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PLoS One. 2013 Jun 6;8(6):e65284. doi: 10.1371/journal.pone.0065284. Print 2013.

Association of eosinophilic inflammation with FKBP51 expression in sputum cells in asthma.

Author information

1
Department of Respiratory Medicine, Graduate School of Medicine, Kyoto University, Kyoto, Japan.

Abstract

BACKGROUND:

Airway eosinophilia is a predictor of steroid responsiveness in steroid-naïve asthma. However, the relationship between airway eosinophilia and the expression of FK506-binding protein 51 (FKBP51), a glucocorticoid receptor co-chaperone that plays a role in steroid insensitivity in asthma, remains unknown.

OBJECTIVE:

To evaluate the relationship between eosinophilic inflammation and FKBP51 expression in sputum cells in asthma.

METHODS:

The FKBP51 mRNA levels in sputum cells from steroid-naïve patients with asthma (n = 31) and stable asthmatic patients on inhaled corticosteroid (ICS) (n = 28) were cross-sectionally examined using real-time PCR. Associations between FKBP51 levels and clinical indices were analyzed.

RESULTS:

In steroid-naïve patients, the FKBP51 levels were negatively correlated with eosinophil proportions in blood (r = -0.52) and sputum (r = -0.57), and exhaled nitric oxide levels (r = -0.42) (all p<0.05). No such associations were observed in patients on ICS. In steroid-naïve patients, improvement in forced expiratory volume in one second after ICS initiation was correlated with baseline eosinophil proportions in blood (r = 0.74) and sputum (r = 0.76) and negatively correlated with FKBP51 levels (r = -0.73) (all p<0.0001) (n = 20). Lastly, the FKBP51 levels were the lowest in steroid-naïve asthmatic patients, followed by mild to moderate persistent asthmatic patients on ICS, and the highest in severe persistent asthmatic patients on ICS (p<0.0001).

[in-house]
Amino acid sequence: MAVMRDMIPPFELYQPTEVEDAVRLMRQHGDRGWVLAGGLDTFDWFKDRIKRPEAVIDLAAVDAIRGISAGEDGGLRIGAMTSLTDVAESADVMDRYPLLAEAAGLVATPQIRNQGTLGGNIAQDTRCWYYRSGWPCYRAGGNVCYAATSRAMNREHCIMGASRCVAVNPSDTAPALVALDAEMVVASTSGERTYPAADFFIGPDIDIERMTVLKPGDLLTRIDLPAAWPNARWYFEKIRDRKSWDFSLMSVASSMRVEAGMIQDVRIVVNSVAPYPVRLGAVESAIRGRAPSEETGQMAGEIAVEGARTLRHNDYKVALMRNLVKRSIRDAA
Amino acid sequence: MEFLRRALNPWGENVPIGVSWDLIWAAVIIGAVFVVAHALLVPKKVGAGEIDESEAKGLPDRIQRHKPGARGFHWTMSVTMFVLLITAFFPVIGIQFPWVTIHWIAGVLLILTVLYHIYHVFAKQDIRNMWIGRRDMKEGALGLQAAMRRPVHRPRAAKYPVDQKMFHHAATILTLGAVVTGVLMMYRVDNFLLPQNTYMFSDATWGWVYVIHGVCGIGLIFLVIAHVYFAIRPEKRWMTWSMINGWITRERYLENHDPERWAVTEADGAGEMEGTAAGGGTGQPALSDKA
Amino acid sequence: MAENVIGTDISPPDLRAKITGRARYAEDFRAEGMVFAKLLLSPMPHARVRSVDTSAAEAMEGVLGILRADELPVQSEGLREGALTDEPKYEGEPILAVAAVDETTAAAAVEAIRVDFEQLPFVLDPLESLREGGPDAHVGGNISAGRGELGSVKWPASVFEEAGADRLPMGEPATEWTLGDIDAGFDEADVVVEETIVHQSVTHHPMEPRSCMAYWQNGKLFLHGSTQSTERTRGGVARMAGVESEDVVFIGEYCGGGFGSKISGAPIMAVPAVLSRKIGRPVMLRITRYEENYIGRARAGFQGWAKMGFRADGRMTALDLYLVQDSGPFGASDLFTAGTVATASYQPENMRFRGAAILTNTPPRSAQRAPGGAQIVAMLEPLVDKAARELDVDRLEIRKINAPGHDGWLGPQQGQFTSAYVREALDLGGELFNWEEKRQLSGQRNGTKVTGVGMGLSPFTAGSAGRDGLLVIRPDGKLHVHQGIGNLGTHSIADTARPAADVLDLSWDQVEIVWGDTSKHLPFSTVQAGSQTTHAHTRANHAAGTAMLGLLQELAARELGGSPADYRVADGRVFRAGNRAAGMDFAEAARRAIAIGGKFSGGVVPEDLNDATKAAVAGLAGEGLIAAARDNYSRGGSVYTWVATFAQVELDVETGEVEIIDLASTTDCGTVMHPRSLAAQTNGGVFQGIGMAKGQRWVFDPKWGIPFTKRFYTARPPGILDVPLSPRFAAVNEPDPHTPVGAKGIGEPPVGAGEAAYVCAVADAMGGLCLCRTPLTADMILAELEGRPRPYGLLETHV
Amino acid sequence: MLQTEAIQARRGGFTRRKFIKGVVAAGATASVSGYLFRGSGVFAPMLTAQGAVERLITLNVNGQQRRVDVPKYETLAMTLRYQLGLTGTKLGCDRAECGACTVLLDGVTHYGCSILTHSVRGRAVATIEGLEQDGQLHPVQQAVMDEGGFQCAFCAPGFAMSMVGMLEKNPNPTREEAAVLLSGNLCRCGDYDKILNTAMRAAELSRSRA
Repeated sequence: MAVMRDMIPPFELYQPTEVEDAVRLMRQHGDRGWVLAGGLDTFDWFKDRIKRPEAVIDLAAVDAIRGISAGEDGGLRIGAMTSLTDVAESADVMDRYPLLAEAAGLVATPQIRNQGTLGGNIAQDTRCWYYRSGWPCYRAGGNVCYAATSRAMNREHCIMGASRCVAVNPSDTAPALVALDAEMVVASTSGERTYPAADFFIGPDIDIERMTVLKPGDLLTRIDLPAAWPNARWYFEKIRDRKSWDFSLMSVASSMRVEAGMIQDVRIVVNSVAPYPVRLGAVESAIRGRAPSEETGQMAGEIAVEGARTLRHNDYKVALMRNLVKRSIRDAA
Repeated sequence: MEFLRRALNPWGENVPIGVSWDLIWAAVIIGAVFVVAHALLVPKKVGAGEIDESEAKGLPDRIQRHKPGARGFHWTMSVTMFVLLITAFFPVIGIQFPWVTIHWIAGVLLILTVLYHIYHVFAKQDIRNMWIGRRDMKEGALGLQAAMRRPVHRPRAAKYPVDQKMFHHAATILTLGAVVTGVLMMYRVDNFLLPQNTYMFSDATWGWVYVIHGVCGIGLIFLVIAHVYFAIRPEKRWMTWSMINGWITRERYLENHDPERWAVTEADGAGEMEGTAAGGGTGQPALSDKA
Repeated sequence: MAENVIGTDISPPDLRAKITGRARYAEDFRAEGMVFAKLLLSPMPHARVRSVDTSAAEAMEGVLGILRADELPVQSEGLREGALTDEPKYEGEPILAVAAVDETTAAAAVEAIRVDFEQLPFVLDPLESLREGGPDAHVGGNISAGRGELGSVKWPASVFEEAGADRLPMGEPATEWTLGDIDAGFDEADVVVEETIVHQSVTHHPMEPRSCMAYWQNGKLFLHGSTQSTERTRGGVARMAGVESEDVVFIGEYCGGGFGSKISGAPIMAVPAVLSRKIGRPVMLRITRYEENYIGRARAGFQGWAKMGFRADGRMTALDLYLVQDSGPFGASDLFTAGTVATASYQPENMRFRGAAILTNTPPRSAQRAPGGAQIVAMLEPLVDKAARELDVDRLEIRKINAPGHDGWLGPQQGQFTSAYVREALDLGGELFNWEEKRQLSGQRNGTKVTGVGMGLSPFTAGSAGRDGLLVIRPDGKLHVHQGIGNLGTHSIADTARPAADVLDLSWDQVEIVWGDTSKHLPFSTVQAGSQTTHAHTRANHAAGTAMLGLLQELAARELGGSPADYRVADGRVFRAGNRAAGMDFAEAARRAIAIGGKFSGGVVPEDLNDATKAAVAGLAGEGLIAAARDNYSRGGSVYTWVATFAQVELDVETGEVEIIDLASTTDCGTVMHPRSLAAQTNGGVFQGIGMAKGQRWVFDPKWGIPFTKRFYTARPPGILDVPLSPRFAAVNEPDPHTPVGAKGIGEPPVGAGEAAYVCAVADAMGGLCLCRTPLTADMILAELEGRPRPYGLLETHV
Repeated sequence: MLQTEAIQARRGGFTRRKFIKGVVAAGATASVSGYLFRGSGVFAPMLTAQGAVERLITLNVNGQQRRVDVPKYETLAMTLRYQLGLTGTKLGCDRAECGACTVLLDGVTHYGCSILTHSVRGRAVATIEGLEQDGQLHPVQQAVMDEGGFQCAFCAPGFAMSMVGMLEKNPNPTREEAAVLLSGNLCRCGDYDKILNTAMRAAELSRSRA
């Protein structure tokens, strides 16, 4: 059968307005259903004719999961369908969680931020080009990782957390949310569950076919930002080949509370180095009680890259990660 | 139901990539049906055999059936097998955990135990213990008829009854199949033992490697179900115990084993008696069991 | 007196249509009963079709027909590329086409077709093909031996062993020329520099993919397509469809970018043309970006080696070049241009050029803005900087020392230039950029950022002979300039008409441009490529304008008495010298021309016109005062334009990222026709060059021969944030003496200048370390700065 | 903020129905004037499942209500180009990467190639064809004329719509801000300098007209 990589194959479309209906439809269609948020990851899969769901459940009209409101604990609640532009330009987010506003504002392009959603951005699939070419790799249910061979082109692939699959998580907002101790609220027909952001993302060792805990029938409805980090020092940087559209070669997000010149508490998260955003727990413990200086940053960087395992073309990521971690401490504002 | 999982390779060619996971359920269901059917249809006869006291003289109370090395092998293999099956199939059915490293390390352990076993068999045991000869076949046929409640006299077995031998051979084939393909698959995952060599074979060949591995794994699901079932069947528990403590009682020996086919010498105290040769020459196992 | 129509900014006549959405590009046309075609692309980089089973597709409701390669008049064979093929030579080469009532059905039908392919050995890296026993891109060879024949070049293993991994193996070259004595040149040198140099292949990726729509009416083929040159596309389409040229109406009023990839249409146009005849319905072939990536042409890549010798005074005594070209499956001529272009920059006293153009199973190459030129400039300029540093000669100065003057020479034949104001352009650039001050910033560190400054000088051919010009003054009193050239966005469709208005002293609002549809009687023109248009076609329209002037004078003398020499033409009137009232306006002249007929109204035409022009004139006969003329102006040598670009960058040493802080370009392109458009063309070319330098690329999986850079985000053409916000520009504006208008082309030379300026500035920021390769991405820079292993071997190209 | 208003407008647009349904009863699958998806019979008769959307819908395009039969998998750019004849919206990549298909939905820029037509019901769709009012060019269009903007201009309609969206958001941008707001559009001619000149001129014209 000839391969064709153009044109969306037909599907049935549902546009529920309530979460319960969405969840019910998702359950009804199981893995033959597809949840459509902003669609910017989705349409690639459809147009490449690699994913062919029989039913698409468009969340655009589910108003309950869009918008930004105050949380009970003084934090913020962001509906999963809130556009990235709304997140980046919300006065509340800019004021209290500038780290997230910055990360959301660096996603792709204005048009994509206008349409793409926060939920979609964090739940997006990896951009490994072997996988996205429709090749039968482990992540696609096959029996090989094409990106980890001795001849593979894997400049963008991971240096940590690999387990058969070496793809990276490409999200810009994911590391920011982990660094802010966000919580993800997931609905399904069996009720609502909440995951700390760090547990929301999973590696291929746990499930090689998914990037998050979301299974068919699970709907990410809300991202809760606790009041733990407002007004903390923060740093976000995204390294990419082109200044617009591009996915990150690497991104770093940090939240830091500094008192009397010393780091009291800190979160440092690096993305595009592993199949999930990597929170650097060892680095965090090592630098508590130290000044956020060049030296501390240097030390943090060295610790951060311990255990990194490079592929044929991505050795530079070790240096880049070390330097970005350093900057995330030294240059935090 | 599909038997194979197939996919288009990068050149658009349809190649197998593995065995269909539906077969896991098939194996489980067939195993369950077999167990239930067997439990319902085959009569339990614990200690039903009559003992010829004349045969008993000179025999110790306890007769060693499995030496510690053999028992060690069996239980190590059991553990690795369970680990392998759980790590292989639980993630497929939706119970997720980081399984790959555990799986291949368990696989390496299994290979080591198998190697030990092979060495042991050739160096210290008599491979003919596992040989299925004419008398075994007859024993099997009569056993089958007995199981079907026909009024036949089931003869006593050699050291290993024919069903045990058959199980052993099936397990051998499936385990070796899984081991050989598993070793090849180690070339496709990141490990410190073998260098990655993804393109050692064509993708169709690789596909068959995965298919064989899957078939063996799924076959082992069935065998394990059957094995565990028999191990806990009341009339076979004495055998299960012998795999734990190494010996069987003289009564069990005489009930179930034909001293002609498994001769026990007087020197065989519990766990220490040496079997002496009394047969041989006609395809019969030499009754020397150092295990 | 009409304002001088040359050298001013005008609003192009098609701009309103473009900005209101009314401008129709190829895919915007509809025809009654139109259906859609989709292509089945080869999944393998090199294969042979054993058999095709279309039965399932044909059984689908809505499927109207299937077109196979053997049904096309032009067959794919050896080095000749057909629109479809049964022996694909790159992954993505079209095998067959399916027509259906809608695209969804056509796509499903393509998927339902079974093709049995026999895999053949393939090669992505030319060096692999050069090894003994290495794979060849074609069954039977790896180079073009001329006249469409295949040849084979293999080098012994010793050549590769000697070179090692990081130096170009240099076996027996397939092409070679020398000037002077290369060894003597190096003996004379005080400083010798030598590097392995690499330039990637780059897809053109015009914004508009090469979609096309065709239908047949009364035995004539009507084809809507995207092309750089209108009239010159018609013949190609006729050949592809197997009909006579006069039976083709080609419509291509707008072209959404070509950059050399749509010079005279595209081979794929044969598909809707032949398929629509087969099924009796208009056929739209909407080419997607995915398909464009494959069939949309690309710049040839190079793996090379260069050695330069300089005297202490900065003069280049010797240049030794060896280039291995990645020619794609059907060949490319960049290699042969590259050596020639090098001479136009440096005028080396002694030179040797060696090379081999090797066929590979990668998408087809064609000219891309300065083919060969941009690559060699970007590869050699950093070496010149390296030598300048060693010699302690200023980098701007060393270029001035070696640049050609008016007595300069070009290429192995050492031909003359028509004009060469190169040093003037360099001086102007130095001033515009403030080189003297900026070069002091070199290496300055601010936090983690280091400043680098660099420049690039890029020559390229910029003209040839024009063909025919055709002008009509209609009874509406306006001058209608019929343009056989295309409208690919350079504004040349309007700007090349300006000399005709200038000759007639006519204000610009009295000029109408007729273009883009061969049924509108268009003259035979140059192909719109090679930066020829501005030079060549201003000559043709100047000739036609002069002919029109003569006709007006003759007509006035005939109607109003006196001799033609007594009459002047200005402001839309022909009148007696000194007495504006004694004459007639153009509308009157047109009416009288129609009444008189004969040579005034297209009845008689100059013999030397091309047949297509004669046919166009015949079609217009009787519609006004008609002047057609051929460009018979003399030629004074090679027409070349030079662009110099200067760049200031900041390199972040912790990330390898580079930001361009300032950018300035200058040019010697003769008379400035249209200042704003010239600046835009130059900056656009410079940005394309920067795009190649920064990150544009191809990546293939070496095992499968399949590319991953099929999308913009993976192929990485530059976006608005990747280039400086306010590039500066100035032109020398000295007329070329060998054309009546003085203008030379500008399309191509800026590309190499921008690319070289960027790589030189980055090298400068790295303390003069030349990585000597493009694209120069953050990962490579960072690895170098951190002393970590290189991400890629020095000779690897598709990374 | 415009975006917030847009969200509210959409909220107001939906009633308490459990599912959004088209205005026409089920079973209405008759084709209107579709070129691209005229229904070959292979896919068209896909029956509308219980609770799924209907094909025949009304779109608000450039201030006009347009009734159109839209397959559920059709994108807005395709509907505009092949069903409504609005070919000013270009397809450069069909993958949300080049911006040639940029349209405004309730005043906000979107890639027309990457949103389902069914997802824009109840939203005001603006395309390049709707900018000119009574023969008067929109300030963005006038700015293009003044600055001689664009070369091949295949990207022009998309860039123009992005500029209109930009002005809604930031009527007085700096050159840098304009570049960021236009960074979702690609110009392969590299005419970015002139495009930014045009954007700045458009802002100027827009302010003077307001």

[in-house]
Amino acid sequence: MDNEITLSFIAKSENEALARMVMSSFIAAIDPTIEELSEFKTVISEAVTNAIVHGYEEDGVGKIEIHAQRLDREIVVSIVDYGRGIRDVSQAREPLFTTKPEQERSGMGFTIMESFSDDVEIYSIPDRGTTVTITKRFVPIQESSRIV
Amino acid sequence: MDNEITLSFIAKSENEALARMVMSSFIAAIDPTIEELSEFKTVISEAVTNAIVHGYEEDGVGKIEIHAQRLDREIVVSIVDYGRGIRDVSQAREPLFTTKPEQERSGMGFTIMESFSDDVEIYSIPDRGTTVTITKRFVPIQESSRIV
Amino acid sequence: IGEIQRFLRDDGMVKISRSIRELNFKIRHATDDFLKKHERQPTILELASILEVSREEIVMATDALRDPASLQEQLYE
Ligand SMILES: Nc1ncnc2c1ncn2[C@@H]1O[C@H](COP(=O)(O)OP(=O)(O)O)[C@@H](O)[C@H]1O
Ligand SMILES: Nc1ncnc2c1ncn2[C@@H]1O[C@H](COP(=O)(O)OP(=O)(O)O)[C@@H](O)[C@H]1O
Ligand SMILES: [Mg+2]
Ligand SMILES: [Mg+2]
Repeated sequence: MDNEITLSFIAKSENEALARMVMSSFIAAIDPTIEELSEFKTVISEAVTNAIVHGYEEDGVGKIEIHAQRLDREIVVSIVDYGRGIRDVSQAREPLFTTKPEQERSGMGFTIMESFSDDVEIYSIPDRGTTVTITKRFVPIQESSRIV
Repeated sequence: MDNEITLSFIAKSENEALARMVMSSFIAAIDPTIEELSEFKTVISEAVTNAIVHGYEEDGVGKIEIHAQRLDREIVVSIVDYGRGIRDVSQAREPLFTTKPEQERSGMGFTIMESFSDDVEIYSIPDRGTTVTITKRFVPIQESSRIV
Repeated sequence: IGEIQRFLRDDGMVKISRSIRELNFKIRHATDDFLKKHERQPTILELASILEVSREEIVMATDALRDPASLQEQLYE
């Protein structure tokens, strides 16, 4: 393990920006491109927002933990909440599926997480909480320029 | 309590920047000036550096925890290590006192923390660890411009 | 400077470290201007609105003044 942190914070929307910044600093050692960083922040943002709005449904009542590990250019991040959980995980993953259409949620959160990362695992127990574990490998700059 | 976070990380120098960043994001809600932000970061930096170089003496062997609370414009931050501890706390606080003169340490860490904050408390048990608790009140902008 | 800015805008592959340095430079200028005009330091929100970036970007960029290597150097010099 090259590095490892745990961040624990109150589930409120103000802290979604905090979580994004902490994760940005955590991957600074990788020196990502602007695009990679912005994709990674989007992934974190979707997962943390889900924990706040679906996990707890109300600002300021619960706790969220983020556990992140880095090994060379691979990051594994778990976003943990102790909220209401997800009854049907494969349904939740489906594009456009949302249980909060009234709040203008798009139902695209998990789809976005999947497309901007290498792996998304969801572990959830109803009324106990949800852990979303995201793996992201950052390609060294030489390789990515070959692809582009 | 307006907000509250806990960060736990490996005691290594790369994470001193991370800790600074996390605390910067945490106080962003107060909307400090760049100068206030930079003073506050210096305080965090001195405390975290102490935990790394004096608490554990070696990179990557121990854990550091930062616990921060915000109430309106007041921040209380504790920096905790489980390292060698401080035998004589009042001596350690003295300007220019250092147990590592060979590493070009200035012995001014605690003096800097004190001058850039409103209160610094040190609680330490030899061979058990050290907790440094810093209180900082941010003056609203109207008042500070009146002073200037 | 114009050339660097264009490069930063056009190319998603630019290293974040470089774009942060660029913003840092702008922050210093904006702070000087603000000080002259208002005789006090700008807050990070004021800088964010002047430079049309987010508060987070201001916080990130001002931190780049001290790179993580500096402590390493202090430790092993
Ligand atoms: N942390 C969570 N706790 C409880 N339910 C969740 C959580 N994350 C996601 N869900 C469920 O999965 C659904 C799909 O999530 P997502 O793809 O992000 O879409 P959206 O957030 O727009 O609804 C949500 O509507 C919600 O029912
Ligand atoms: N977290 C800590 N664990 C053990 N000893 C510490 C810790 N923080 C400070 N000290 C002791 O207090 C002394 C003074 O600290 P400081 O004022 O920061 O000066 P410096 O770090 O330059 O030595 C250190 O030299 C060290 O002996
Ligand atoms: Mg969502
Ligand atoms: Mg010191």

CONCLUSIONS:

Lower FKBP51 expression in sputum cells may reflect eosinophilic inflammation and glucocorticoid responsiveness in steroid-naïve asthmatic patients.

PMID:
23762334
PMCID:
PMC3675168
DOI:
10.1371/journal.pone.0065284
[Indexed for MEDLINE]
Free PMC Article

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